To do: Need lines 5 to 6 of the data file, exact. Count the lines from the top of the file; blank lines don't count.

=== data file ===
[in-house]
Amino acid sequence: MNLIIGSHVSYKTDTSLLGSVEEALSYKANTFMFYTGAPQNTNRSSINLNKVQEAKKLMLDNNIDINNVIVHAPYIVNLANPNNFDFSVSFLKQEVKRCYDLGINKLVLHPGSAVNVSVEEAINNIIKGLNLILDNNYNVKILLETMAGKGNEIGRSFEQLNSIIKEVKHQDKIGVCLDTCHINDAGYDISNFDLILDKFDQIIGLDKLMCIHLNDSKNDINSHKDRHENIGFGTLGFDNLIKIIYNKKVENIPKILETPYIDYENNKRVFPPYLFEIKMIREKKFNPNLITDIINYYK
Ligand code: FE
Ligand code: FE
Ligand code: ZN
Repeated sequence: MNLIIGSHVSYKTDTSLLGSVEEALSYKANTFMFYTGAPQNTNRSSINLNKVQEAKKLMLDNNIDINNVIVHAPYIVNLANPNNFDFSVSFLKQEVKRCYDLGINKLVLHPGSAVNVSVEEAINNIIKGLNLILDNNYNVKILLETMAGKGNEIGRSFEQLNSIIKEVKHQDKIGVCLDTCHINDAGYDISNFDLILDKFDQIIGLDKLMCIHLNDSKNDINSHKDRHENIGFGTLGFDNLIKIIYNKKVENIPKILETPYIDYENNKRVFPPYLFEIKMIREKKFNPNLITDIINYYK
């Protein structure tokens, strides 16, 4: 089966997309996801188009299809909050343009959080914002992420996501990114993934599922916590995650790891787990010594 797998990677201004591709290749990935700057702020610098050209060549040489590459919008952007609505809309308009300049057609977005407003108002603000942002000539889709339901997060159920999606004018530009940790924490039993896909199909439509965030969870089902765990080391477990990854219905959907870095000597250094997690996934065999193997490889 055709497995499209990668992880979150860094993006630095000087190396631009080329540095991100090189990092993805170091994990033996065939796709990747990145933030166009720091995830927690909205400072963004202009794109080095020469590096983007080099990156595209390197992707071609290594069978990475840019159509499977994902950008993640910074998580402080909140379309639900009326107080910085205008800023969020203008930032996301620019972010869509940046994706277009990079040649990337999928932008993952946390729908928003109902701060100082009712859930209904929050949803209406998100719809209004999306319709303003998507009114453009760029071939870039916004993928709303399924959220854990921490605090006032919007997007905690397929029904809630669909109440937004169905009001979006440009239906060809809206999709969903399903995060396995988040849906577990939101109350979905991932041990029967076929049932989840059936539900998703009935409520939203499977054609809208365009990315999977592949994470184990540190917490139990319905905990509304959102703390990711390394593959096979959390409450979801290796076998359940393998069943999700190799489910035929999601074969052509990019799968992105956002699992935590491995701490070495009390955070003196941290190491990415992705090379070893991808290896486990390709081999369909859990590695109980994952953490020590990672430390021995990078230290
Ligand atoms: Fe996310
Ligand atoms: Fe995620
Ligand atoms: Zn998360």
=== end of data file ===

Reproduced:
Ligand code: ZN
Repeated sequence: MNLIIGSHVSYKTDTSLLGSVEEALSYKANTFMFYTGAPQNTNRSSINLNKVQEAKKLMLDNNIDINNVIVHAPYIVNLANPNNFDFSVSFLKQEVKRCYDLGINKLVLHPGSAVNVSVEEAINNIIKGLNLILDNNYNVKILLETMAGKGNEIGRSFEQLNSIIKEVKHQDKIGVCLDTCHINDAGYDISNFDLILDKFDQIIGLDKLMCIHLNDSKNDINSHKDRHENIGFGTLGFDNLIKIIYNKKVENIPKILETPYIDYENNKRVFPPYLFEIKMIREKKFNPNLITDIINYYK